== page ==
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First night in Cuba 'peaceful' for war detainees

Buses line up outside the C-141 that brought Afghan war detainees to Cuba.
Buses line up outside the C-141 that brought Afghan war detainees to Cuba.  


GUANTANAMO BAY, Cuba (CNN) -- Twenty Afghan war detainees spent a "calm and peaceful" first night in a temporary detention center -- 6-by-8 chain-link cells on the U.S. naval base at Guantanamo Bay, Cuba, the head of security for the detention center said Saturday.

Col. Terry Carrico -- the self-described warden of "Camp X-Ray," the temporary detention compound -- said the inmates carried on some conversation after their arrival Friday afternoon from Afghanistan but were "very fatigued" and slept the night for the most part.

"[Friday] night was very peaceful; I would say it was calm and peaceful," Carrico said. "Once we issued comfort items and got them in their individual units, they were prone, sleeping."

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Hundreds of captured al Qaeda and Taliban fighters are expected to be housed at a specially designed facility at a U.S. base in Guantanamo Bay, Cuba. CNN's Bob Franken reports (January 11)

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CNN's Mark Potter looks at the history of the U.S. naval station at Guantanamo Bay and its latest role in housing al Qaeda and Taliban detainees (January 10)

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He described security conditions at the camp as "firm and fair," saying he was confident in his troops' abilities and in plans to oversee the prisoners.

"We have positive control of these individuals," he said. "We'll outnumber them whenever they're out of their cells. I'm very confident we have the situation well in hand."

The 20 prisoners were manacled and wore fluorescent orange jump suits, orange ski caps and surgical masks Friday as they were led off the U.S. Air Force C-141 transport plane that brought them to Cuba.

About 40 Marines and Navy medics as well as security personnel, wearing face masks and Kevlar vests, met them on the tarmac. A security perimeter was formed with Humvees, soldiers with machine guns, and grenade launchers.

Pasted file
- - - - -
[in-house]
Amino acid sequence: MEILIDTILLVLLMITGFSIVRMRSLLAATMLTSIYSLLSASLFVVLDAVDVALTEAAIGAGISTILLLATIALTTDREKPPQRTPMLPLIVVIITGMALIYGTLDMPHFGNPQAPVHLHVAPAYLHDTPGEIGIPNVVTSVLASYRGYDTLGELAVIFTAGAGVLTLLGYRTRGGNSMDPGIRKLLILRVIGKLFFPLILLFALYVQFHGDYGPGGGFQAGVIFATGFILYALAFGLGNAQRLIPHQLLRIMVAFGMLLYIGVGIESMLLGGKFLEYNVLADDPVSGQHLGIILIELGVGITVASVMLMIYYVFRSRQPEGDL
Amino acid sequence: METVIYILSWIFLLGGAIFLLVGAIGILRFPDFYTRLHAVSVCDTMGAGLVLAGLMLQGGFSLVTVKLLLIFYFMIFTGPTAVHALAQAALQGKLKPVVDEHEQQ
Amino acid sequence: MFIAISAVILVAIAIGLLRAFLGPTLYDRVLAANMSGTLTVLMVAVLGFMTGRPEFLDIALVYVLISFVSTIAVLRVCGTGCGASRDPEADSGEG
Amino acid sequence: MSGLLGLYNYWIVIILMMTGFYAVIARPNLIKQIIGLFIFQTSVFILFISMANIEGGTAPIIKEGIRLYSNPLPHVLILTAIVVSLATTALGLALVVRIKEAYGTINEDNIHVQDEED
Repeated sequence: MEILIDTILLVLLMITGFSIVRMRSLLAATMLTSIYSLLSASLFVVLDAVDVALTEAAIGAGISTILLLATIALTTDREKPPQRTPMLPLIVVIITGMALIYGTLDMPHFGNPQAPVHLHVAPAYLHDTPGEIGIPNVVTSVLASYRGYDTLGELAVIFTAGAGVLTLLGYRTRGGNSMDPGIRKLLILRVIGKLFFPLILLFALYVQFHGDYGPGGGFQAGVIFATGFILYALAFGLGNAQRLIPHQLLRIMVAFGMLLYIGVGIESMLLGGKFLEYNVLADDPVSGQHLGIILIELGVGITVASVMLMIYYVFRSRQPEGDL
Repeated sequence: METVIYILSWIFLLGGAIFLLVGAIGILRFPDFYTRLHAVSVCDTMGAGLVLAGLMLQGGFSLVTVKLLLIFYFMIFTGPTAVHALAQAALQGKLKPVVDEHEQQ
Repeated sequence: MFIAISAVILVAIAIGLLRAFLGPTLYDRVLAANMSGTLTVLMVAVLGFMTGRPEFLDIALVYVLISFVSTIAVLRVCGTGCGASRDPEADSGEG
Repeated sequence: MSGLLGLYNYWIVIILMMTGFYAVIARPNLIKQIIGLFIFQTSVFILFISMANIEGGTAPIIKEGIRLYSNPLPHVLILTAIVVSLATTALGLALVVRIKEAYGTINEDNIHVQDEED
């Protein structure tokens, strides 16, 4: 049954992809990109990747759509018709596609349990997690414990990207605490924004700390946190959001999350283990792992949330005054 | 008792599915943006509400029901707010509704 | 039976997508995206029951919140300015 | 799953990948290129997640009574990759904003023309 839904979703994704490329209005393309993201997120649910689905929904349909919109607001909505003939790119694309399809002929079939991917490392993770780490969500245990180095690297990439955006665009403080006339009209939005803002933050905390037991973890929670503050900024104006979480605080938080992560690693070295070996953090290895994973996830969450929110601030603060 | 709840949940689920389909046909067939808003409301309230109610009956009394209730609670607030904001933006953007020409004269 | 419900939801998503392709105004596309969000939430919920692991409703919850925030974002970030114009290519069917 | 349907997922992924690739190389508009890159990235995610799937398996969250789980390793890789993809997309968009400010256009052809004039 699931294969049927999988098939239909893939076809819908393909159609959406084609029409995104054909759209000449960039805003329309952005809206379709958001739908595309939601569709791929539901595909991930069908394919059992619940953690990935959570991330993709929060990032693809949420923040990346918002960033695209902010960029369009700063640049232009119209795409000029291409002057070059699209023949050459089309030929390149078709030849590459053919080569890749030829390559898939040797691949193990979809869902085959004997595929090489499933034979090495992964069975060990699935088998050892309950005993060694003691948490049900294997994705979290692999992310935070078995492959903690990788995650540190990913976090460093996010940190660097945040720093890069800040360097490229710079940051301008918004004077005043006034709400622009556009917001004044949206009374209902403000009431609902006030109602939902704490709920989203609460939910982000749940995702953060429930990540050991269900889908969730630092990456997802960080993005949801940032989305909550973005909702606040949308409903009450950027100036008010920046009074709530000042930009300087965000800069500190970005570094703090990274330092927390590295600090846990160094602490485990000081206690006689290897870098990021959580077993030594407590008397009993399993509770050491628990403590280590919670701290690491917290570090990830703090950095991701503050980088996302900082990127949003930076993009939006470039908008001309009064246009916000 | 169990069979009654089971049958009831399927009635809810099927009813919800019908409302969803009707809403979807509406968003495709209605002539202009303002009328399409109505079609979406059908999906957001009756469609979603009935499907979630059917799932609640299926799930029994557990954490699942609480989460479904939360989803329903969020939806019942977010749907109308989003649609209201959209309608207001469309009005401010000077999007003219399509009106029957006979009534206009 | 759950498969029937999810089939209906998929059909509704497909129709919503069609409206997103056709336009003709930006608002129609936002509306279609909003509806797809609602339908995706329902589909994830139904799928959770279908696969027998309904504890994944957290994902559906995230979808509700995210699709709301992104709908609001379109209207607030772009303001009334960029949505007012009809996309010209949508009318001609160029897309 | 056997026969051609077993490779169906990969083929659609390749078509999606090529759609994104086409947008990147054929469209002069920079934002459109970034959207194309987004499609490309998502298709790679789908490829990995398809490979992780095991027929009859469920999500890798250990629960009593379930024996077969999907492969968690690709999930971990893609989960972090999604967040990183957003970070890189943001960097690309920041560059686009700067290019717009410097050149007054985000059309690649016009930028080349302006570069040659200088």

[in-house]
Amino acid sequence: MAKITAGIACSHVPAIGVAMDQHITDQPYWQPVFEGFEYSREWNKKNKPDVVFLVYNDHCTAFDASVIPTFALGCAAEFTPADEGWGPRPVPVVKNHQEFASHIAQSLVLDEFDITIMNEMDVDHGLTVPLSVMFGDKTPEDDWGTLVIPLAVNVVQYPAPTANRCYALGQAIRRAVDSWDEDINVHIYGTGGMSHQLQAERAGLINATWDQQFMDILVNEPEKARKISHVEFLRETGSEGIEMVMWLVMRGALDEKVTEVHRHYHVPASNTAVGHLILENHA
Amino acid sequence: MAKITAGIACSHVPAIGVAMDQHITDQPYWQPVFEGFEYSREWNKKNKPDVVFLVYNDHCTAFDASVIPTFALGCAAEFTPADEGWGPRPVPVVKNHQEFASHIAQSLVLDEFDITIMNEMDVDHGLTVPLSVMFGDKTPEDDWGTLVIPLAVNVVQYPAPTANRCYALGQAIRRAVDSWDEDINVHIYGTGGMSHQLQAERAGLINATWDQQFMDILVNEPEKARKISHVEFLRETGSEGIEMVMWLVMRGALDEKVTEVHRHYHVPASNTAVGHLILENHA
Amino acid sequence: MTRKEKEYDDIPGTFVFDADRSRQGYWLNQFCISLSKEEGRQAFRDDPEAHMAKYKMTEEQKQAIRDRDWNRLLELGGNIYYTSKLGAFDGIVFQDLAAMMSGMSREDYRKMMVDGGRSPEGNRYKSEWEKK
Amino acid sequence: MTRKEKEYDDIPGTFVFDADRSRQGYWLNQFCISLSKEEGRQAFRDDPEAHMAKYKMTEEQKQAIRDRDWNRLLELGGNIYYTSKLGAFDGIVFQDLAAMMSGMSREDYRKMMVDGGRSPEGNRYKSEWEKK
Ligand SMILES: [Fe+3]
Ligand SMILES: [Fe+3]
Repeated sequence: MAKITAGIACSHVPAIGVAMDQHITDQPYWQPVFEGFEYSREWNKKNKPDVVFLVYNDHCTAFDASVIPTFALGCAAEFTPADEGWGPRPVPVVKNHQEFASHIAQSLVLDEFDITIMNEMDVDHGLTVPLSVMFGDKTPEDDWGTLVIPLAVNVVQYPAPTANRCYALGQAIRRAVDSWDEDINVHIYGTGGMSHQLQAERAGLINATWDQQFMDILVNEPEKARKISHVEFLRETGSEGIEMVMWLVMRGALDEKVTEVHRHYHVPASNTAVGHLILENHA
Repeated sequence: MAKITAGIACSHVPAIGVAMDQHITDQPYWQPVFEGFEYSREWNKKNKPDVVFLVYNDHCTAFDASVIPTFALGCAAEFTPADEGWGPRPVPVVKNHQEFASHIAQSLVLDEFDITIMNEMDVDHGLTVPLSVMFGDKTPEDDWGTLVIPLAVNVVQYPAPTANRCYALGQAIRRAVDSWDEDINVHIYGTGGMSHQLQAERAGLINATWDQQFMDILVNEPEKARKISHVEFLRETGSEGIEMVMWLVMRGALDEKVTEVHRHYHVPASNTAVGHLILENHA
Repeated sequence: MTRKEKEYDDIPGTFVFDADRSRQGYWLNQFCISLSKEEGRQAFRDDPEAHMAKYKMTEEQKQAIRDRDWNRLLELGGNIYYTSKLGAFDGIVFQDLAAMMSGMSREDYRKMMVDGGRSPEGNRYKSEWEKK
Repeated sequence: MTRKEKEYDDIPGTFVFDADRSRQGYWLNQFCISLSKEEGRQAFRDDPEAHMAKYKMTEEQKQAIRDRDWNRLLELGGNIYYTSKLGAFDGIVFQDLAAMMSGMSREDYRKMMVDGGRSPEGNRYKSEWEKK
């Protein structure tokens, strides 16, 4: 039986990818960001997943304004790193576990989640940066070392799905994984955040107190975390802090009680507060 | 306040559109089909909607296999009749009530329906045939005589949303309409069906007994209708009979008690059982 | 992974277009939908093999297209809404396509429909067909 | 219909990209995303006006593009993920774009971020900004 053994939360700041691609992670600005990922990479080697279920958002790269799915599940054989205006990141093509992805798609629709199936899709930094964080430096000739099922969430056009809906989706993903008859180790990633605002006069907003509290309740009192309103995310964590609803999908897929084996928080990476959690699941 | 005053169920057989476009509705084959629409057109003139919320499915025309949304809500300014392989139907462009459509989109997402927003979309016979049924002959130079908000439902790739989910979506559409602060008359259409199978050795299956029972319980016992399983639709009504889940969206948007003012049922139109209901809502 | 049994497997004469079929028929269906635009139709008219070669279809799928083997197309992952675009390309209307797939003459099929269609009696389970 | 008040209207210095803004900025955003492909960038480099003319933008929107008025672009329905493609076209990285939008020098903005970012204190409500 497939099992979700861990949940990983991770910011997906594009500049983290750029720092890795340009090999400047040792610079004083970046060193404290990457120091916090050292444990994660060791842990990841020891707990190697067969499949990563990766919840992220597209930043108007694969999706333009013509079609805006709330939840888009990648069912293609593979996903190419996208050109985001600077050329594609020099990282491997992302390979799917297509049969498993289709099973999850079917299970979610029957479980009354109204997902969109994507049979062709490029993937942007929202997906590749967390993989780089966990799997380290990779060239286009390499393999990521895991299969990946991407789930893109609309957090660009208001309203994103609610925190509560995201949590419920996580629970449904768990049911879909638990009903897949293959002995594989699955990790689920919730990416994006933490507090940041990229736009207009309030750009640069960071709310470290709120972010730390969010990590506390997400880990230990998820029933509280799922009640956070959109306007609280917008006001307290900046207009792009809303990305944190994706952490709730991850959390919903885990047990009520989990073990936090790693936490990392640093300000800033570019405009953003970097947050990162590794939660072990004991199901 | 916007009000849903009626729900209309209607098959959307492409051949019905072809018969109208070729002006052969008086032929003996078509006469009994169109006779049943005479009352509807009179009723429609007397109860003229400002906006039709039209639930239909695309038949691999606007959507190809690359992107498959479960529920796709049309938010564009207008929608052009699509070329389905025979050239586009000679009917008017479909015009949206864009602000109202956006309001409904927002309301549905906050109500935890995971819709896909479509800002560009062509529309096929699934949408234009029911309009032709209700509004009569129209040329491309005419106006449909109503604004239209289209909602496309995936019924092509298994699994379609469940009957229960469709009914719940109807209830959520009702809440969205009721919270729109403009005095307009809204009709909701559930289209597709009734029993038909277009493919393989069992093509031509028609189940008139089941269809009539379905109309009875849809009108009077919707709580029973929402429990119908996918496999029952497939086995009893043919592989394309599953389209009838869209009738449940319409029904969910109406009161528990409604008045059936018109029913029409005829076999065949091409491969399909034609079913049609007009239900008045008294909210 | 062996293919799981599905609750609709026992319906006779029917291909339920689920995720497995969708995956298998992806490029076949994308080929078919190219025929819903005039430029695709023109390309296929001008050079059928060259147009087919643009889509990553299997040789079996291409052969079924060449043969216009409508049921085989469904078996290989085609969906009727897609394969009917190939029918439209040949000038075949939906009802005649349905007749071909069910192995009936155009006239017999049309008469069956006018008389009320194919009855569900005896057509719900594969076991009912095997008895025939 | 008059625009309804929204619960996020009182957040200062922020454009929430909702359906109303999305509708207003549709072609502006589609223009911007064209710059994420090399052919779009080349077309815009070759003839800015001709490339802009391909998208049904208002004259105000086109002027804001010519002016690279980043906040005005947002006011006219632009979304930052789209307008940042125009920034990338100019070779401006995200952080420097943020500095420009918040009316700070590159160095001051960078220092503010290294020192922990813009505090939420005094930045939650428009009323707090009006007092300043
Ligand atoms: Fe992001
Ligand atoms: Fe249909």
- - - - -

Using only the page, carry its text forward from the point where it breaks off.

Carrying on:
The surgical masks were necessary, according to Maj. Steve Cox of the U.S. Marine Corps, because several detainees have tested positive for tuberculosis, but Carrico said Saturday that there were no confirmed cases of TB. The detainees will be given chest X-rays to determine the presence of the disease.

The detainees also wore blacked-out goggles with tape over their eyes. U.S. military personnel frisked each detainee, and some resisted, falling to their knees. They were picked up by their necks amid much shouting.

The shouting, Cox said, came from Arabic translators, who tried to penetrate the earplugs worn by captives due to the high level of noise on the flight.

After getting off the plane, the detainees were loaded onto a bus and then a ferry for the ride to Camp X-Ray. They received medical exams and showers and were photographed, fingerprinted and interrogated before being led to individual outdoor cages. They will be kept there until a permanent detention center can be built.

The "cells" have a chain-link fence perimeter, a concrete floor and a wooden roof but are otherwise open to the elements. The U.S. military sprayed the complex to try to eradicate mosquitoes.

The detainees have a foam rubber sleeping mat and two towels -- one for bathing and another for a prayer mat, Cox said. They also will receive a bar of soap, a squeeze bottle of shampoo, a toothbrush and toothpaste, and flip-flop sandals for showers.

Carrico added that the prisoners will be given a copy of the Koran as part of their "comfort items."

As for meals, Cox said, there will be three per day. Breakfast and dinner will be hot meals, with water as a beverage. They'll also have access to cereal, raisins, peanuts and granola bars.

Another 30 detainees arrived Saturday at the airport in Kandahar, Afghanistan, where Camp X-Ray's new residents were held before their flight to Cuba. The total being held at the Kandahar airfield is 391.

The Guantanamo base, 45 square miles of barren land on the edge of cliffs high above the Caribbean Sea, is a secure and remote facility on the southeastern end of Cuba. More than 3,000 U.S. military service members, civilians and their families live at the base.

The United States wrested Guantanamo Bay -- discovered by Europeans in 1494 -- from the Spanish during the Spanish-American War of 1898 and established a base there. In 1903, the United States leased the land from the Republic of Cuba. Under the agreement now in effect, the United States can retain possession as long as it pays the annual rent.



 
 
 
 



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